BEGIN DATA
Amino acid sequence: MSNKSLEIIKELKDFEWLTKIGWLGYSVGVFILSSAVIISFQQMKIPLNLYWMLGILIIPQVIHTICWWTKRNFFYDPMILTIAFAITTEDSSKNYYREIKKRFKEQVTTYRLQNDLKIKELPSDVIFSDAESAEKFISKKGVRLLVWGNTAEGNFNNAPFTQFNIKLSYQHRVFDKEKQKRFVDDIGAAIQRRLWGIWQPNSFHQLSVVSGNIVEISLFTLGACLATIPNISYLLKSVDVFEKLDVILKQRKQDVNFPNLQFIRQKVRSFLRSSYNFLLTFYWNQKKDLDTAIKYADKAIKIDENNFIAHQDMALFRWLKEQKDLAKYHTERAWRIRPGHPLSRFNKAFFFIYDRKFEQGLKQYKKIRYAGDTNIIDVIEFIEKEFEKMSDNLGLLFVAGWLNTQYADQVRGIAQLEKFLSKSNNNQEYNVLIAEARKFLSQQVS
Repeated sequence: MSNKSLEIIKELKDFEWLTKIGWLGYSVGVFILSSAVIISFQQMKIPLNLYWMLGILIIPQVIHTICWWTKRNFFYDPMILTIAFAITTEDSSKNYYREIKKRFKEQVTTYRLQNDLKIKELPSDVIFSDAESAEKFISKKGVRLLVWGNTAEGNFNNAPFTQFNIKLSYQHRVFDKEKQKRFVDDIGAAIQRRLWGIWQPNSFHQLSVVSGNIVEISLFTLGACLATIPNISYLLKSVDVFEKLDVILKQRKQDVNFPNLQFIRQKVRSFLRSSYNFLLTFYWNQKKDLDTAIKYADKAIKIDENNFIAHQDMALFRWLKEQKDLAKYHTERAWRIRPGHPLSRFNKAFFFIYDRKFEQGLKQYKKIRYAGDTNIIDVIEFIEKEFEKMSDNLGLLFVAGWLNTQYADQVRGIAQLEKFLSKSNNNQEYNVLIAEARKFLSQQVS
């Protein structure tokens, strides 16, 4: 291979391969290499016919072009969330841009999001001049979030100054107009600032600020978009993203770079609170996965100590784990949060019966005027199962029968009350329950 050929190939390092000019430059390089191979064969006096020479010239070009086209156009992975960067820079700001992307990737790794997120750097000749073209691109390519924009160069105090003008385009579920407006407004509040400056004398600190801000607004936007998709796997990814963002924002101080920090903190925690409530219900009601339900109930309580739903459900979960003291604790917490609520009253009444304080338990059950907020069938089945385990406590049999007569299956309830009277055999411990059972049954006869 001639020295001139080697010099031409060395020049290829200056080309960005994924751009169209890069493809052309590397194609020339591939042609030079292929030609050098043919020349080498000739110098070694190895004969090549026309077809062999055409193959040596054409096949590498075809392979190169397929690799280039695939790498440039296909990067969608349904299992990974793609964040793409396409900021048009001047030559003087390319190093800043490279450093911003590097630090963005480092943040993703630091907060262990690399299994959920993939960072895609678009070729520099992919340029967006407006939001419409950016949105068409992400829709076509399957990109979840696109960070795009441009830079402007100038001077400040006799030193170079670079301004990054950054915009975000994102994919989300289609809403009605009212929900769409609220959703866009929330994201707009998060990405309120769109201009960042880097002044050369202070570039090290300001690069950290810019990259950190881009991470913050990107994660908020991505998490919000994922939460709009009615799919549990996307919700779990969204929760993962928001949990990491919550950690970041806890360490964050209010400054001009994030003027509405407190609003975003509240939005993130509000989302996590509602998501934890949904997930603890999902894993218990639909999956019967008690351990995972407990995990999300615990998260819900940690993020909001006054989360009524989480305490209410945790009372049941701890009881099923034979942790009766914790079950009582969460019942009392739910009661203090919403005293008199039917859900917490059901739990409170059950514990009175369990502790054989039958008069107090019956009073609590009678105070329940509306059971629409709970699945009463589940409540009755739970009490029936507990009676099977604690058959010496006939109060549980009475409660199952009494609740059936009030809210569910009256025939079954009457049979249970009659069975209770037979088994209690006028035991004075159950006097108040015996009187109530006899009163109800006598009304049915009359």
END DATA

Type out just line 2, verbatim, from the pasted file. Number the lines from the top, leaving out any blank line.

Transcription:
Repeated sequence: MSNKSLEIIKELKDFEWLTKIGWLGYSVGVFILSSAVIISFQQMKIPLNLYWMLGILIIPQVIHTICWWTKRNFFYDPMILTIAFAITTEDSSKNYYREIKKRFKEQVTTYRLQNDLKIKELPSDVIFSDAESAEKFISKKGVRLLVWGNTAEGNFNNAPFTQFNIKLSYQHRVFDKEKQKRFVDDIGAAIQRRLWGIWQPNSFHQLSVVSGNIVEISLFTLGACLATIPNISYLLKSVDVFEKLDVILKQRKQDVNFPNLQFIRQKVRSFLRSSYNFLLTFYWNQKKDLDTAIKYADKAIKIDENNFIAHQDMALFRWLKEQKDLAKYHTERAWRIRPGHPLSRFNKAFFFIYDRKFEQGLKQYKKIRYAGDTNIIDVIEFIEKEFEKMSDNLGLLFVAGWLNTQYADQVRGIAQLEKFLSKSNNNQEYNVLIAEARKFLSQQVS